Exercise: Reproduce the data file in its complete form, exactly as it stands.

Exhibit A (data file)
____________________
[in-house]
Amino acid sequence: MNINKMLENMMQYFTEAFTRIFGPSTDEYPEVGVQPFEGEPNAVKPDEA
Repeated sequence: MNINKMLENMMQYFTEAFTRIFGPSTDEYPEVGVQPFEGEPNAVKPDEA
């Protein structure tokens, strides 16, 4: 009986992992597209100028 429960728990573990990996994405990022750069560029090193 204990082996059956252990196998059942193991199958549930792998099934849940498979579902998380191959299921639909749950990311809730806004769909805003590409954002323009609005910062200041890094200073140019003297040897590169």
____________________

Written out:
[in-house]
Amino acid sequence: MNINKMLENMMQYFTEAFTRIFGPSTDEYPEVGVQPFEGEPNAVKPDEA
Repeated sequence: MNINKMLENMMQYFTEAFTRIFGPSTDEYPEVGVQPFEGEPNAVKPDEA
């Protein structure tokens, strides 16, 4: 009986992992597209100028 429960728990573990990996994405990022750069560029090193 204990082996059956252990196998059942193991199958549930792998099934849940498979579902998380191959299921639909749950990311809730806004769909805003590409954002323009609005910062200041890094200073140019003297040897590169």